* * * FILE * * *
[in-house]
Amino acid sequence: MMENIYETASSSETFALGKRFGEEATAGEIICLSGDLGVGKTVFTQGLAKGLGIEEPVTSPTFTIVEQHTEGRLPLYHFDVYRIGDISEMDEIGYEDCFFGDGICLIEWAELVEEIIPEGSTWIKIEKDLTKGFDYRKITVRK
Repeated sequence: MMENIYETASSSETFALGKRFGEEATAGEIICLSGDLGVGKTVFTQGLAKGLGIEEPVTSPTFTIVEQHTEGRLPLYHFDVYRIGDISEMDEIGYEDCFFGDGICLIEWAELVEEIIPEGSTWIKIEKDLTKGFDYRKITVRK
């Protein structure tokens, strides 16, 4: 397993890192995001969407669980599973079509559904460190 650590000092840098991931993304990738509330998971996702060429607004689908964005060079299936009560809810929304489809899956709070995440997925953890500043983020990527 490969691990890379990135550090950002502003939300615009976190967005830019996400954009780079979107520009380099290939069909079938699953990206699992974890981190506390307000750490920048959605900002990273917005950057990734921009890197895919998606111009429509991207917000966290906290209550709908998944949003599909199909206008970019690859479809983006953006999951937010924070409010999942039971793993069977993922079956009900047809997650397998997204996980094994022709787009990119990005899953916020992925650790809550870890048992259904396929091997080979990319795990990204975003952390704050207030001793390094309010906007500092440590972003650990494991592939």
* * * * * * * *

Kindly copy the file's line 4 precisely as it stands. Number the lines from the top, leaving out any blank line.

């Protein structure tokens, strides 16, 4: 397993890192995001969407669980599973079509559904460190 650590000092840098991931993304990738509330998971996702060429607004689908964005060079299936009560809810929304489809899956709070995440997925953890500043983020990527 490969691990890379990135550090950002502003939300615009976190967005830019996400954009780079979107520009380099290939069909079938699953990206699992974890981190506390307000750490920048959605900002990273917005950057990734921009890197895919998606111009429509991207917000966290906290209550709908998944949003599909199909206008970019690859479809983006953006999951937010924070409010999942039971793993069977993922079956009900047809997650397998997204996980094994022709787009990119990005899953916020992925650790809550870890048992259904396929091997080979990319795990990204975003952390704050207030001793390094309010906007500092440590972003650990494991592939």